Our curriculum is one of the largest educational interventions teaching inpatient diabetes management to medicine residents. Its wide adoption bolsters the validity of patient BG outcomes.

The intervention achieved its primary aim: lower median eBG and fewer eBGs >200 mg/dL. However, this accomplishment came at the expense of a doubling of hypoglycemic events. In chart analyses, endocrinology fellows identified increased prevalence and worse documentation of hypoglycemia, as well as wide BG fluctuation as the main weakness of patient care after the initial course. This may have resulted from overemphasizing tight glycemia (13), deficits in the educational intervention, or a discrepancy between learning and action. The frequent hypoglycemic events prompted remediation in the refresher course. Increased BG toward the end of the academic year may therefore have been caused by this countermeasure. Future course material must incorporate updated BG targets and emphasize hypoglycemia prevention.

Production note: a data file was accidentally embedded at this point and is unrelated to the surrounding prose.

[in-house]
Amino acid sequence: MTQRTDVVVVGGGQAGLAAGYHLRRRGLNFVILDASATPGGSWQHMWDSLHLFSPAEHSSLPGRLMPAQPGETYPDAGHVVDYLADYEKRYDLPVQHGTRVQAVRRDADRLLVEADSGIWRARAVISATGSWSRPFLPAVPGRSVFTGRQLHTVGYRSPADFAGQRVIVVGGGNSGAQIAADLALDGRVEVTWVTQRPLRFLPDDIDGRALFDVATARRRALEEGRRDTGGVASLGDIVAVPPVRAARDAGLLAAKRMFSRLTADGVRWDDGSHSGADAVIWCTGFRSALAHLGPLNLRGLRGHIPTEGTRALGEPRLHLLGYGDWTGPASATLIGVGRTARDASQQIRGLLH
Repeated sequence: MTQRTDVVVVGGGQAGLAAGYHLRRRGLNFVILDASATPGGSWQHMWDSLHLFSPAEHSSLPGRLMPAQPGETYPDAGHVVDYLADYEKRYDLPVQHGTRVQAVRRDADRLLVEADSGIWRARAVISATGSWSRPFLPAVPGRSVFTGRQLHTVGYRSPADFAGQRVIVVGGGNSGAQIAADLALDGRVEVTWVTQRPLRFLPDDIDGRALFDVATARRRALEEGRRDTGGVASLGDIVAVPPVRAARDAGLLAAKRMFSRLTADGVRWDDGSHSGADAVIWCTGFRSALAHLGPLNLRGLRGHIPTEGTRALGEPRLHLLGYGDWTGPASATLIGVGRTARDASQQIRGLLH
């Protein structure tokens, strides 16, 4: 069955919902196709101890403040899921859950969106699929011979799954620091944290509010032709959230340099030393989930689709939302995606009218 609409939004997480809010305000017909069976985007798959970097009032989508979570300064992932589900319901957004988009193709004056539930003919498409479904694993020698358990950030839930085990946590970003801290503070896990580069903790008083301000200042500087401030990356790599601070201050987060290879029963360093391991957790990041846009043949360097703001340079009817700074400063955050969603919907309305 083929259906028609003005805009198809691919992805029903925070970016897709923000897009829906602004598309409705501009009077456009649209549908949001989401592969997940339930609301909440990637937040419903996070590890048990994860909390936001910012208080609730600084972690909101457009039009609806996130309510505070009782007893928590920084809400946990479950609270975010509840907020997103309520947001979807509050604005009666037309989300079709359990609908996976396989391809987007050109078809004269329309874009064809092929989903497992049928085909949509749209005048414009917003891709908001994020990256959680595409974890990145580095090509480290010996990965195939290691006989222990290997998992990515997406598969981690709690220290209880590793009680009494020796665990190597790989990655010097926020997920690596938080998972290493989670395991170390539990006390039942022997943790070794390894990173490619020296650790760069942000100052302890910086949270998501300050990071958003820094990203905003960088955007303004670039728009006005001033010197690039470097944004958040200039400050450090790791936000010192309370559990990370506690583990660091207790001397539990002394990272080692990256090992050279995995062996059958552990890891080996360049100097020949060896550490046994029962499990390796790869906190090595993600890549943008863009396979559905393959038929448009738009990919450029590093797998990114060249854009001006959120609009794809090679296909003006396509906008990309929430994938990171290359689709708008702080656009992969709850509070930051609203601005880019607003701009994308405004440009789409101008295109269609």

The modest number of analyzed admissions is a limitation of this study. Moreover, inpatient glycemia is subject to many confounders beyond resident control; altered BG targets may apply for different populations (14), and patients may not comply with hospital diets, monitoring, or treatment. Other caregivers or electronic ordering systems may influence diet or medication administration (15).

In conclusion, our project is among the largest studies examining the effect of resident education on inpatient glycemia. Future investigations will need to emphasize prevention and treatment of hypoglycemia and incorporate updated BG targets. Using the scalability and modularity of online education, the program will expand to other hospitals and providers.

This study was supported by the Endocrine Fellows’ Foundation.

D.L. is member of the advisory boards for Merck, Bristol-Myers Squibb, AstraZeneca, and sanofi-aventis. D.L. has received grants for basic science research from Merck, Novartis, and sanofi-aventis. R.T. and D.L. are Directors of Continuing Medical Education for PRESENT Diabetes, a subsidiary of PRESENT e-Learning. No other potential conflicts of interest relevant to this article were reported.